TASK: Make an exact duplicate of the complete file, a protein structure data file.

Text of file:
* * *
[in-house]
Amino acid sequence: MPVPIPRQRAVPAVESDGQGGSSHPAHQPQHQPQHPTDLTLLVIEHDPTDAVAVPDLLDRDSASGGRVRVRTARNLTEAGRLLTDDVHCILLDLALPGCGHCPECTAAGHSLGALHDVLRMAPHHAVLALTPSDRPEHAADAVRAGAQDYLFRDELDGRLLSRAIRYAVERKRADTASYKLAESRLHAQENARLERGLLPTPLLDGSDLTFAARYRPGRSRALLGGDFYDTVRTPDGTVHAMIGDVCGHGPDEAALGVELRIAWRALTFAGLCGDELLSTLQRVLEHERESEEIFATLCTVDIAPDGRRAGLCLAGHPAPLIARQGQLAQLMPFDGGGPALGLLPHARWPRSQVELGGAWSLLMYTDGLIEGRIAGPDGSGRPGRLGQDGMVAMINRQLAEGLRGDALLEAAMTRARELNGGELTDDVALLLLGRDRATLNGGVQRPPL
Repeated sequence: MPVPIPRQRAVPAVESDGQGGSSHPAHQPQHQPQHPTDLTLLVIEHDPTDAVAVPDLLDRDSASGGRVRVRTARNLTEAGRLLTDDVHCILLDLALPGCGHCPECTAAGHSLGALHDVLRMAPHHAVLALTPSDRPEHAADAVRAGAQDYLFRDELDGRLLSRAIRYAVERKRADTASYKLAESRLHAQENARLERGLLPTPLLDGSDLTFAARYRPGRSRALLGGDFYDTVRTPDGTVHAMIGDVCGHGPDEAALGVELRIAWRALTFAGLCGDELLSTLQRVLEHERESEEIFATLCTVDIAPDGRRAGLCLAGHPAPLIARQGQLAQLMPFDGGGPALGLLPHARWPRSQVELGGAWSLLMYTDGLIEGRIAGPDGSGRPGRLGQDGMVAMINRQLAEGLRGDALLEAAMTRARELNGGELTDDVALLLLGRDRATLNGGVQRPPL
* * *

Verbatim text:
[in-house]
Amino acid sequence: MPVPIPRQRAVPAVESDGQGGSSHPAHQPQHQPQHPTDLTLLVIEHDPTDAVAVPDLLDRDSASGGRVRVRTARNLTEAGRLLTDDVHCILLDLALPGCGHCPECTAAGHSLGALHDVLRMAPHHAVLALTPSDRPEHAADAVRAGAQDYLFRDELDGRLLSRAIRYAVERKRADTASYKLAESRLHAQENARLERGLLPTPLLDGSDLTFAARYRPGRSRALLGGDFYDTVRTPDGTVHAMIGDVCGHGPDEAALGVELRIAWRALTFAGLCGDELLSTLQRVLEHERESEEIFATLCTVDIAPDGRRAGLCLAGHPAPLIARQGQLAQLMPFDGGGPALGLLPHARWPRSQVELGGAWSLLMYTDGLIEGRIAGPDGSGRPGRLGQDGMVAMINRQLAEGLRGDALLEAAMTRARELNGGELTDDVALLLLGRDRATLNGGVQRPPL
Repeated sequence: MPVPIPRQRAVPAVESDGQGGSSHPAHQPQHQPQHPTDLTLLVIEHDPTDAVAVPDLLDRDSASGGRVRVRTARNLTEAGRLLTDDVHCILLDLALPGCGHCPECTAAGHSLGALHDVLRMAPHHAVLALTPSDRPEHAADAVRAGAQDYLFRDELDGRLLSRAIRYAVERKRADTASYKLAESRLHAQENARLERGLLPTPLLDGSDLTFAARYRPGRSRALLGGDFYDTVRTPDGTVHAMIGDVCGHGPDEAALGVELRIAWRALTFAGLCGDELLSTLQRVLEHERESEEIFATLCTVDIAPDGRRAGLCLAGHPAPLIARQGQLAQLMPFDGGGPALGLLPHARWPRSQVELGGAWSLLMYTDGLIEGRIAGPDGSGRPGRLGQDGMVAMINRQLAEGLRGDALLEAAMTRARELNGGELTDDVALLLLGRDRATLNGGVQRPPL